By David Worthington, BetaNews
September 22, 2004, 11:25 PM
Microsoft is taking Money back to the “essentials”. The software giant is banking on having successfully met customers’ requests for a simple financial solution that is powerful enough to address their three primary areas of concern: account balances, monitoring spending and paying bills.
Conventional wisdom is that households today have less time to spend picking through their finances than they did in the past. Microsoft seized on this notion as its inspiration for designing a clearer distillation of its Money family of products.
Citing research that projects that nearly 33 million US citizens are doing their banking online, Microsoft has retooled Money 2005 to download clients’ account information from banks, credit card companies and brokerages throughout the country. Essentially, this places all of its customers’ records in one place.
Microsoft claims that new tools included in Money cut down on the manual entry of account information that has traditionally been required by personal finance software. One such tool called “Spending by Category” automatically generates a pie chart of expense categories using customer specified time frames as the parameter to break down spending into dollar amounts and percentage breakouts.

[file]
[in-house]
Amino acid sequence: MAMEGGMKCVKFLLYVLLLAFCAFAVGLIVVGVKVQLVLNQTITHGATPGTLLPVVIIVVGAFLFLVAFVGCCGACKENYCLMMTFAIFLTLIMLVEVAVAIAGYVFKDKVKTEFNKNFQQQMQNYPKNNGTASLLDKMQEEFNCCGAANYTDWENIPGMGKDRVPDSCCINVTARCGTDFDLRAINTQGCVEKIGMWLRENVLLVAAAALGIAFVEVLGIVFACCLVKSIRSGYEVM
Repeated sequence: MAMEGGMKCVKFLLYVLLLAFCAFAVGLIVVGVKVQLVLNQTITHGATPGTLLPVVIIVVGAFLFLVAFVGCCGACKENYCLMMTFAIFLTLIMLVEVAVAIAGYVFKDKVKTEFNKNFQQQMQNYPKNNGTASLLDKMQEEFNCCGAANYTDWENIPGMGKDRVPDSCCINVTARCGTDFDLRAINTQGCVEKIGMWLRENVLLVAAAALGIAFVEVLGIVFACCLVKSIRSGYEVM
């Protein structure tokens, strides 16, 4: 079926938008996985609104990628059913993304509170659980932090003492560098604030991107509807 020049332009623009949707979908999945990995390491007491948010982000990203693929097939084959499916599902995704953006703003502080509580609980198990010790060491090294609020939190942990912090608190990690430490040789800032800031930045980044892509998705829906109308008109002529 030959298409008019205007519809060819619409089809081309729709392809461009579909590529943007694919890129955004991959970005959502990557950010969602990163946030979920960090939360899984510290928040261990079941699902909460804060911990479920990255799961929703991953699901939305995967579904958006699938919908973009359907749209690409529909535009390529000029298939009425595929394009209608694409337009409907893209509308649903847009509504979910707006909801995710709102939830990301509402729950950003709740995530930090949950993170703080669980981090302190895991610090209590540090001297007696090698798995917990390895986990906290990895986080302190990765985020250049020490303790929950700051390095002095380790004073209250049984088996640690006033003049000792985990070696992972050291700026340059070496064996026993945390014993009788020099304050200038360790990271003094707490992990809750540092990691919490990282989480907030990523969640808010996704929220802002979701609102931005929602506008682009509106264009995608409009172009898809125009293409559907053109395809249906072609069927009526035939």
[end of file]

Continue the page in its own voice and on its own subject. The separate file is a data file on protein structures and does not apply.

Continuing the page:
Another tool called “Spending Average” is designed to assist customers to build their own realistic budgets by displaying a monthly dollar average for each category of spending. A “Favorites” function raises the red flag when any of these categories is identified as an outlier where customers overspend.
Free financial advice is available through MSN Money Web, a Web site where customers can also view balances, check up on investment holdings, keep up to date on market conditions, pay bills and track their spending. Customers are entitled to multiple accounts on the Web site for sharing information with whomever they choose.
On the desktop, Microsoft Money keeps it simple by offering customers abbreviated functionality with features named Essential Register, Essential budget and Essential Reports. The Essential Register produces up-to-date statements and balances; Essential Budget compares monthly spending with the customer’s allotted budget; and Essential Reports provides an overview of spending, debt and net worth. Each function has an advanced mode to enable more end user control, tracking and customization.
“The words ‘financial management’ can strike fear into the hearts of many people who won’t stick with a system if it requires a lot of time, sweat and frustration,” said M.P. Dunleavey, a columnist for CNBC on MSN Money. “They need a solution that is quick, easy and doesn’t involve a lot of ongoing maintenance. Software products such as Money 2005 do so much of the work for you, it couldn’t be simpler to create –- and stick with — a financial system.”
Money 2005 Standard Edition is available for $29.95 USD; Money 2005 Deluxe has an estimated retail price of $59.95 USD; Money 2005 Premium sells for $79.95 USD; and Microsoft Money 2005 Small Business is available for $89.95 USD. All of the above are subject to mail in rebate offers. The products are immediately available from Microsoft retail partners or directly from Microsoft at the Money Web site.